I've edited my answer to use the bytes package instead of the fmt package. It may be closer to what you want. –  Intermernet Jul 16 '13 at 9:20
    
And you can also use the strings package for the same functionality. –  Intermernet Jul 16 '13 at 9:28
    
Thanks... I came up with a similar solution (see edit). Although I prefer allocated a buffer for my response just once and avoid concatanation using the +. I haven't benchmarked it but I guess that's probably the most efficient way I found so far. Most of the cost is in new buffer allocation. The cost is marginal for a single call... but on a platform where you are charged CPU time, I guess it makes sense to avoid expensive... apparently s1 + s2 + s3 compiles to a single runtime.concatstring call.. but you still have to do it for each key/value pair. –  Kugutsumen Jul 17 '13 at 22:33

For example,

package main

import (
    "bufio"
    "bytes"
    "fmt"
    "io"
)

func WriteRespond(w io.Writer, kv map[string]string) error {
    var buf bytes.Buffer
    for k, v := range kv {
        buf.WriteString(k)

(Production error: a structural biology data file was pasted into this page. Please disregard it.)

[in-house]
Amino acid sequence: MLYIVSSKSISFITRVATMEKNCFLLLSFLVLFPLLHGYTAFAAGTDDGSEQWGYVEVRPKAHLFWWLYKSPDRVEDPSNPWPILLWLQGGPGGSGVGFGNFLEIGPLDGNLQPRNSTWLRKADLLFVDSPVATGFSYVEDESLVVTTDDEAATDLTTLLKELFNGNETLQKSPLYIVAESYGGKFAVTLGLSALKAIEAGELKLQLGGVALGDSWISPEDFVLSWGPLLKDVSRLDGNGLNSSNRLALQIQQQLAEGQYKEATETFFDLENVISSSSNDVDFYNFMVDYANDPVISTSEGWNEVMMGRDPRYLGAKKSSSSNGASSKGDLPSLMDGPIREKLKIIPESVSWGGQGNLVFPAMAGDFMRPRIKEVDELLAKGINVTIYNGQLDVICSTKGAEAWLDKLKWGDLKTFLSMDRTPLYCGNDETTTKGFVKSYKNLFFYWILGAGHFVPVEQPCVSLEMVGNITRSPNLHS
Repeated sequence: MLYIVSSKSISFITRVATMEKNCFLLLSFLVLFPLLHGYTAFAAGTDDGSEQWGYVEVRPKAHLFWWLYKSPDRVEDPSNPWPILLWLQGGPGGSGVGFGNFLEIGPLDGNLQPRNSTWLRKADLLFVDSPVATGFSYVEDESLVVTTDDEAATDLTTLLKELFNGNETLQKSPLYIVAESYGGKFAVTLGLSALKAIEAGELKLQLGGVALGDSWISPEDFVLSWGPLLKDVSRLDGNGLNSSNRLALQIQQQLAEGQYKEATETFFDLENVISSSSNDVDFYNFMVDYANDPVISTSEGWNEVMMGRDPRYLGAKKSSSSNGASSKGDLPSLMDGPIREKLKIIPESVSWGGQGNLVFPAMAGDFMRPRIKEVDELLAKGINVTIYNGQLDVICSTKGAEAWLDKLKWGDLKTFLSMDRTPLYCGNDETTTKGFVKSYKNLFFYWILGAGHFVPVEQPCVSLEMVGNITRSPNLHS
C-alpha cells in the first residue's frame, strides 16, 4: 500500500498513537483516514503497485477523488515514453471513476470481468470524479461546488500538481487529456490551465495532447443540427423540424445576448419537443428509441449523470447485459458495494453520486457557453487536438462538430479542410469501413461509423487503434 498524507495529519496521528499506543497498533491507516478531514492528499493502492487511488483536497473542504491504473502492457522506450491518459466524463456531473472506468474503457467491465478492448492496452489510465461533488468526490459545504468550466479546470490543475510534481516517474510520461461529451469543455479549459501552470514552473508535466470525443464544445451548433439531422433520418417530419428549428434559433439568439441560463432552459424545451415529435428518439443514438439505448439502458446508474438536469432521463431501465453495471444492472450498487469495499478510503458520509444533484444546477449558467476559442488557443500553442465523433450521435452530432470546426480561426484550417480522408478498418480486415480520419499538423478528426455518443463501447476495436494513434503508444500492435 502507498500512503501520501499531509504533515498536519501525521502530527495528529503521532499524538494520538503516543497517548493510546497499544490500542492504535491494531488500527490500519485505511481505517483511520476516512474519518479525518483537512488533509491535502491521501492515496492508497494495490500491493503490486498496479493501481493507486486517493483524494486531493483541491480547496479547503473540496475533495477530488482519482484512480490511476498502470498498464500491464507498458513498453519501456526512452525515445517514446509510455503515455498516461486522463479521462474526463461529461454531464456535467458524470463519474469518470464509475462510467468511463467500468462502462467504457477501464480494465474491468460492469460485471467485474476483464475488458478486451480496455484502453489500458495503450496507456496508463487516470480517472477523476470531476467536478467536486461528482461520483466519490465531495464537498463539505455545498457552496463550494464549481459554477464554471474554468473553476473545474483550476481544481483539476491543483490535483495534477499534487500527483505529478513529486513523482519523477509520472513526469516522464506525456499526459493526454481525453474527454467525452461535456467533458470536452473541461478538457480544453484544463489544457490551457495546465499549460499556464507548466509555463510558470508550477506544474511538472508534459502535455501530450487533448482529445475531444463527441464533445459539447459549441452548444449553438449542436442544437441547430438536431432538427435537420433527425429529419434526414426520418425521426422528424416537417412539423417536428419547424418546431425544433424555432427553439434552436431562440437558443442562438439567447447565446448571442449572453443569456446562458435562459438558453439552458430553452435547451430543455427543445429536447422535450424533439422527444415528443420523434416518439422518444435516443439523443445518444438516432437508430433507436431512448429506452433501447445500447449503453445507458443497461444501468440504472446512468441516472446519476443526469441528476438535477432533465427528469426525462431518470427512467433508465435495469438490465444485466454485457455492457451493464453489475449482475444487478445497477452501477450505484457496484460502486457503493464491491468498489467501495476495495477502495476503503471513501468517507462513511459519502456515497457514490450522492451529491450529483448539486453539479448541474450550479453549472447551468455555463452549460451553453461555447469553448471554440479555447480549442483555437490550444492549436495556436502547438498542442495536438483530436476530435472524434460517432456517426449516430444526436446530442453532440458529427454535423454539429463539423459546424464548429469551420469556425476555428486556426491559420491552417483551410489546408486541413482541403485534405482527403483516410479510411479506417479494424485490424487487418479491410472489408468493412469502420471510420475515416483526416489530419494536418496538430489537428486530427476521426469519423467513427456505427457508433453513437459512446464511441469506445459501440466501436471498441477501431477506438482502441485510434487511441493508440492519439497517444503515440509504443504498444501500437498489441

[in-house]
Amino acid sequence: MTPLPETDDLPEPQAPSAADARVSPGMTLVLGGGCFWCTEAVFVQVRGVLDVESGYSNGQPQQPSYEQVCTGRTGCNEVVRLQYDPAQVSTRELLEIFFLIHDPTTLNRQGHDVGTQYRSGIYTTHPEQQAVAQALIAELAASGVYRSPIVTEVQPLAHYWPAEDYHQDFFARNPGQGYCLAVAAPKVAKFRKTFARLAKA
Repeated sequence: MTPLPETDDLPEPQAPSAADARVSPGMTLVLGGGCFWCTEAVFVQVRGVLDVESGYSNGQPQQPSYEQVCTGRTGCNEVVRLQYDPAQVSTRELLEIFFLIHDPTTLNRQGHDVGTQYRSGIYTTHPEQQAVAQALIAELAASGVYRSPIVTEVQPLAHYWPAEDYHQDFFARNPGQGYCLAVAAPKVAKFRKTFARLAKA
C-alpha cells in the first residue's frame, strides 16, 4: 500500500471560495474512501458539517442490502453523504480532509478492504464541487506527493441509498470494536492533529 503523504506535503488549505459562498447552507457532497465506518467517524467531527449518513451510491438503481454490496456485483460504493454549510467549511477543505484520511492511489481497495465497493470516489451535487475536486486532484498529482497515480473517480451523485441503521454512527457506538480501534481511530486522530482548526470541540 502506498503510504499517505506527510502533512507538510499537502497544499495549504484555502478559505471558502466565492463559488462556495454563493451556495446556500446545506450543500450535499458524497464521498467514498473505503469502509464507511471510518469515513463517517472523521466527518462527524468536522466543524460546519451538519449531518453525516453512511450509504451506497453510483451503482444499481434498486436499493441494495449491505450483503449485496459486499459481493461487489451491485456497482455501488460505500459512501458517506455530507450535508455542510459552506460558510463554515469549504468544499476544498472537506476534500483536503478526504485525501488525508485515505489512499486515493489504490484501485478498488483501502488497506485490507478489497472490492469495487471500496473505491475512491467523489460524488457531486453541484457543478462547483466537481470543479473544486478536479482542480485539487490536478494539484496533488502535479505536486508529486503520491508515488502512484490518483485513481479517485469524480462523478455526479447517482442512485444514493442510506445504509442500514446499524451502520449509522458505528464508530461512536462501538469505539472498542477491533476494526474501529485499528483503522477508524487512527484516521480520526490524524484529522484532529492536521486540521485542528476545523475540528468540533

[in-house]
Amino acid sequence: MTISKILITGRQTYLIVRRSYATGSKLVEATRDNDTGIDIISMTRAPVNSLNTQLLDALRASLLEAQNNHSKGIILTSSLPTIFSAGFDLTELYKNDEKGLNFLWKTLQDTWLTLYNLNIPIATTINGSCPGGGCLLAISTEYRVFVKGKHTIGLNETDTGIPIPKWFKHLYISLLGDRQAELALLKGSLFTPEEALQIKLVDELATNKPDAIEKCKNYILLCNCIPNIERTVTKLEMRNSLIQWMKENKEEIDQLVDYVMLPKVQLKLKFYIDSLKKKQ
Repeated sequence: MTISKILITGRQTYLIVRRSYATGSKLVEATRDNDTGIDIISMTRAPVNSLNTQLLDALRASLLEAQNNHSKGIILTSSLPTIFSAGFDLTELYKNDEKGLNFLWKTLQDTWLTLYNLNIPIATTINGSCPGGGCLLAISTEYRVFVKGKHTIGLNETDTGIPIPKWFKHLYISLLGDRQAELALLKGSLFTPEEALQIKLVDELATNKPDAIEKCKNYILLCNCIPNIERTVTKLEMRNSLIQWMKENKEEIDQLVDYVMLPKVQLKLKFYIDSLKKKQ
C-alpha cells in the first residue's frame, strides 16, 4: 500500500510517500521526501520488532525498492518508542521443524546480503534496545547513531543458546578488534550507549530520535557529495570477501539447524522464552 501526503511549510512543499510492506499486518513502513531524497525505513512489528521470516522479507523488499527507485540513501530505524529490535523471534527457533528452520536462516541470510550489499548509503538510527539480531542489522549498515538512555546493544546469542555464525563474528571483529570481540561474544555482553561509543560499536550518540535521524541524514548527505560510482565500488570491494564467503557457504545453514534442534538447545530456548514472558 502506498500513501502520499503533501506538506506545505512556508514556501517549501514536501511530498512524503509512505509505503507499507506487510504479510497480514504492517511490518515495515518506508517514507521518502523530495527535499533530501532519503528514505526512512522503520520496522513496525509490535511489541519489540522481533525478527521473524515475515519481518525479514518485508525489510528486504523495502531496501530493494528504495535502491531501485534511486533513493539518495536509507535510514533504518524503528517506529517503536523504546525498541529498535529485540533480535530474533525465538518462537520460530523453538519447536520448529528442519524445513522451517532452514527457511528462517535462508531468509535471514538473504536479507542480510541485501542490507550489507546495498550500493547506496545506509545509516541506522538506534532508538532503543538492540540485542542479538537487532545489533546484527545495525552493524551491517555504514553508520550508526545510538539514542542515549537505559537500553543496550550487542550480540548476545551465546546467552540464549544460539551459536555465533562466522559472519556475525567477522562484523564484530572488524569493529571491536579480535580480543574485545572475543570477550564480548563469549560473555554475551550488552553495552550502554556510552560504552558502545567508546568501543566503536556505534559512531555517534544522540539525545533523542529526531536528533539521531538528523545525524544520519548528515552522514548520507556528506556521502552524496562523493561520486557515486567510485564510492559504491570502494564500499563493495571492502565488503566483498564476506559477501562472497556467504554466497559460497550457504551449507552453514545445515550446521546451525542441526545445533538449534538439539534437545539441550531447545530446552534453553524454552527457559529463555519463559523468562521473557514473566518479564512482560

buf.WriteByte(':')
        buf.WriteString(v)
        buf.WriteByte('\n')
        _, err := buf.WriteTo(w)
        if err != nil {
            return err
        }
    }
    return nil
}

func main() {
    kv := map[string]string{
        "k1": "v1",
        "k2": "v2",
    }
    var buf = new(bytes.Buffer)

    w := bufio.NewWriter(buf)
    err := WriteRespond(w, kv)
    if err != nil {
        fmt.Println(err)
        return
    }
    err = w.Flush()
    if err != nil {
        fmt.Println(err)
        return
    }

    fmt.Println(buf.Bytes())
    fmt.Println(buf.String())
}

Output:

[107 49 58 118 49 10 107 50 58 118 50 10]
k1:v1
k2:v2
share|improve this answer
    
No need to check for error after write to a Buffer. Write functions for Buffer always return nil as error. –  Mostafa Jul 16 '13 at 11:00
    
@Mostafa: Comments are welcome. Don't change the answer. Your change was wrong. –  peterSO Jul 16 '13 at 16:21
    
Why not change? That’s how SO works. And what’s wrong with removing if clauses that are always false? –  Mostafa Jul 16 '13 at 17:00
    
@Mostafa: When I send code out for review, I don't get back a pile of mangled code. I get comments, with explanations, which point out errors and things that could be improved. Many of the comments are valuable, a few are plain wrong. I revise my code. Stack Overflow is a giant code review. You can make comments, which people may agree or disagree with, and you can post your own answer, which people can vote on. You rudely took working code and changed it so that no longer worked. Don't do that. Treat other people with respect. Assume that your changes might be wrong sometimes. –  peterSO Jul 16 '13 at 21:03
    
Thanks... I came up with a similar approach (see my answer). Main difference is I preallocate my buffer and return a string (it makes testing easier.) –  Kugutsumen Jul 17 '13 at 22:25